Black Sun by Geoffrey Wolff
In December 1929 Harry Crosby, an American poet, shot himself and his current girlfriend Josephine. The upper class society he’d sprung from was shocked, although he’d made a career out of shocking them. In fact Crosby had proclaimed his suicidal intentions throughout his adult life despite his wealth, popularity and artistic success.
So what’s so special about Crosby? In one sense, nothing. It is not Wolff’s intention to offer Crosby as the epitome of the "lost generation," a key to decipher the crisis and ennui of post-war society. But Wolff does hope that Harry’s isolation and his singular purpose will be noteworthy for their own sake. And if you’re looking to understand the human condition in its many forms, Crosby’s unconventional life and his highly personal suicide, not motivated by despair or grief, is a good place to start.
Crosby first arrived in Europe as part of the American ambulance corps in WWI, and his traumatic experience of war awoke wildness and frenzy in his personality. The sun was his deity of choice and with its violent brightness he relentlessly pursued his own pleasure. He found Europe more encouraging of his defiant personality and spent most of his life in Paris, living among famous names such as Hemingway, Stein, Eliot and Lawrence. He immersed himself in the arts, learning from Edith Wharton’s lover, Walter Berry. When Berry left Crosby his collection of eight thousand rare and valuable books it became an amusing game to give them away to strangers and hide them among the tattered covers in second-hand book stalls.
Crosby did exactly as he pleased, and always found the means to do so. He pursued his future wife Polly (later renamed Caresse) relentlessly and maintained a strong connection with her despite his numerous affairs. He never held a job, dismissing his parents’ hopes for a career in banking. And despite his hatred of the Boston society of his youth, he was happy to live on his parent’s money, often requesting more than the large profits from his family’s investments. A few months before his death he cabled to his parents: “Please sell $10,000 worth of stock. We have decided to lead a mad and extravagant life.” Here was a man who didn’t understand the concept of guilt. For Harry, art was a dangerous proposition and true genius could only be achieved with full orgiastic abandon.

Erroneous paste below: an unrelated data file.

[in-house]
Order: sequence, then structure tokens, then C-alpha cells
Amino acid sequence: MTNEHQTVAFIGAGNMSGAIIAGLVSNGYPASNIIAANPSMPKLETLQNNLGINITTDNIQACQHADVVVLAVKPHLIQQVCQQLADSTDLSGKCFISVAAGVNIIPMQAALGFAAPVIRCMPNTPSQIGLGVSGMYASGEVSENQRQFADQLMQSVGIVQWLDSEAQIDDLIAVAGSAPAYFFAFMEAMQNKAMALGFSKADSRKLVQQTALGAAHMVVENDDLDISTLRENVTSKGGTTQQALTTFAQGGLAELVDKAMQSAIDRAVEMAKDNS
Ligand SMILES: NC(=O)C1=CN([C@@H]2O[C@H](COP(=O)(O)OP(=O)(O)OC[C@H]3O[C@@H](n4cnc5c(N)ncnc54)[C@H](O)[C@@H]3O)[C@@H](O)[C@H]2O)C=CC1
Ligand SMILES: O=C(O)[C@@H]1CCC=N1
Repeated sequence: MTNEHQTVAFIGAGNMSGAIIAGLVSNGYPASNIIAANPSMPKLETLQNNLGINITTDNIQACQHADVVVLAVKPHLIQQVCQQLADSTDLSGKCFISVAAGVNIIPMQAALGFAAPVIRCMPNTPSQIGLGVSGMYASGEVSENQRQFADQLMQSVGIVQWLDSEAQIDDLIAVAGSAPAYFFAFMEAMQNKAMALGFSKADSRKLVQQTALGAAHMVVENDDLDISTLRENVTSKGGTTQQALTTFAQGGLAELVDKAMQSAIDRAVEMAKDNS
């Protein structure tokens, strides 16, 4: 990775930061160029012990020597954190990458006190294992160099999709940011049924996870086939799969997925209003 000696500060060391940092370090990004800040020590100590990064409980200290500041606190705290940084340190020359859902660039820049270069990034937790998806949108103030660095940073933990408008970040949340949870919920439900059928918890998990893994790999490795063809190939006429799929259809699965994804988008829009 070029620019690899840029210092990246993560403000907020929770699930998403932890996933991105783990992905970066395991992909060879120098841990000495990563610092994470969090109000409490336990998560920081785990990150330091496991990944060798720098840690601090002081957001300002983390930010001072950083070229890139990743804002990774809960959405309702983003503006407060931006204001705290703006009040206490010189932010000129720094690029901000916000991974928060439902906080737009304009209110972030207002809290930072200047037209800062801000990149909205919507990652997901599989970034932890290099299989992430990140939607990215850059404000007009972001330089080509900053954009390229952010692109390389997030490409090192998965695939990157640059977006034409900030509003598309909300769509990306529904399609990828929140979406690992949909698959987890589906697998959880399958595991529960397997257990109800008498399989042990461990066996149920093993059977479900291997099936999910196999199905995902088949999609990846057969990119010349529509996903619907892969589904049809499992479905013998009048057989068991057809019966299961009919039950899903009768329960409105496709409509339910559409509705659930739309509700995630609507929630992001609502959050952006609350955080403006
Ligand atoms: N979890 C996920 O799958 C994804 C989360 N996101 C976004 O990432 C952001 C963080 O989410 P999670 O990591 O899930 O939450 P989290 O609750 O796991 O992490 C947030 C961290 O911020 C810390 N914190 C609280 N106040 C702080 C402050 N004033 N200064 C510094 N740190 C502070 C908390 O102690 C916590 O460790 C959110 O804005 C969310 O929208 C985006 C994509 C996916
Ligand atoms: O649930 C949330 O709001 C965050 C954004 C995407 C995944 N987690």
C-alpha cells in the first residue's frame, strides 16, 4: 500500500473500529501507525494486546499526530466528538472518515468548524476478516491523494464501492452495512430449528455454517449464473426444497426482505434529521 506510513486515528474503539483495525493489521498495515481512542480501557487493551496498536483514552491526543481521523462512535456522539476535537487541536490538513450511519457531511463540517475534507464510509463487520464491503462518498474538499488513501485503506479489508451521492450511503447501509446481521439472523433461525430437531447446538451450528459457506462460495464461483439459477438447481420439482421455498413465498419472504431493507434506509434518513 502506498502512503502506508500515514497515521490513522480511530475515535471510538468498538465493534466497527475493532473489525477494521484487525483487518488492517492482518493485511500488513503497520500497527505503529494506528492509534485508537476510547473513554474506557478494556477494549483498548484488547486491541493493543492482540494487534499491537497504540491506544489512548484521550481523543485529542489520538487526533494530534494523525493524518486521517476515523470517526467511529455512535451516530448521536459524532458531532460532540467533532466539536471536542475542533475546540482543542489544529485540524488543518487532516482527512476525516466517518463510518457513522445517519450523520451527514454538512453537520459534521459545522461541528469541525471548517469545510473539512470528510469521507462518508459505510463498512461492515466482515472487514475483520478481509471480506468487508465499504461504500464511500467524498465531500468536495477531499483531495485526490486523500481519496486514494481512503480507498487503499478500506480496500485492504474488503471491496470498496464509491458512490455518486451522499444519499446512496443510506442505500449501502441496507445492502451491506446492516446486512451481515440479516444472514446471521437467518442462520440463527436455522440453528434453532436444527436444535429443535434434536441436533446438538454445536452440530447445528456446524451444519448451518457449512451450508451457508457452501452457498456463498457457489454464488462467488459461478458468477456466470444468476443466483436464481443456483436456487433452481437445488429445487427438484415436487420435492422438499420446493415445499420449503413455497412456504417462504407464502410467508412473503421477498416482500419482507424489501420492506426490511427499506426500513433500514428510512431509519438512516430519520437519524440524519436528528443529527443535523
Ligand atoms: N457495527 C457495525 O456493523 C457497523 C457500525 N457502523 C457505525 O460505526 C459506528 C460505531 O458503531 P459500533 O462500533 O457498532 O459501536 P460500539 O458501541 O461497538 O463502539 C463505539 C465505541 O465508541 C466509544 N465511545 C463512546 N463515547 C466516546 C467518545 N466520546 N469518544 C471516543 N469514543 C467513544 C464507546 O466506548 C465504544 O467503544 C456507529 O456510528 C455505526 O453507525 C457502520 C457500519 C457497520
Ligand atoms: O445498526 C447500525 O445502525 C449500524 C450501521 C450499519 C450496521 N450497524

While Crosby’s poetry was of little importance, he and Caresse did leave something for posterity. The two poured their aesthetic sense in a publishing venture, printing many contemporary classics and experimental works in exquisitely beautiful volumes. Among Crosby’s reckless consumption, this stands as his only real accomplishment.
Wolff attempts to understand Crosby and his milieu by examining their art, literature, hedonism, drug habits, travel, gambling, sexual promiscuity and religious beliefs. He approaches his subject thematic rather than chronologically and while this causes some overlap and confusion in the sequence of events, it brings to life an enthralling and unusual character.
There has been little academic or cultural interest in Crosby so Wolff has a massive amount of primary material to sort through. Each facet of Crosby’s personality is meticulously documented and illuminated by numerous quotes from Harry and Caresse’s writings and from floods of contemporary letters. Neither Harry nor Caresse were content to be defined by others and Black Sun persuasively demonstrates their desire to create and preside over personas that were larger than life. Wolff points out the many personal legends (an Egyptian treasure picked up for a song, a guilt-free open marriage) that are refuted by a preponderance of other evidence, but never allows his story to become mired in detail or fact-checking. Though there is a sense of the tragedy of suicide throughout the biography, perhaps Wolff’s greatest achievement is his dynamic style, ably reflecting Crosby’s own ability to fascinate and enthral. He made me wish I’d seen Crosby’s antics first-hand, that I’d known someone so single-minded in their devotion to the creation and destruction inherent in art.
Black Sun: The Brief Transit and Violent Eclipse of Harry Crosby by Geoffrey Wolff
New York Review of Books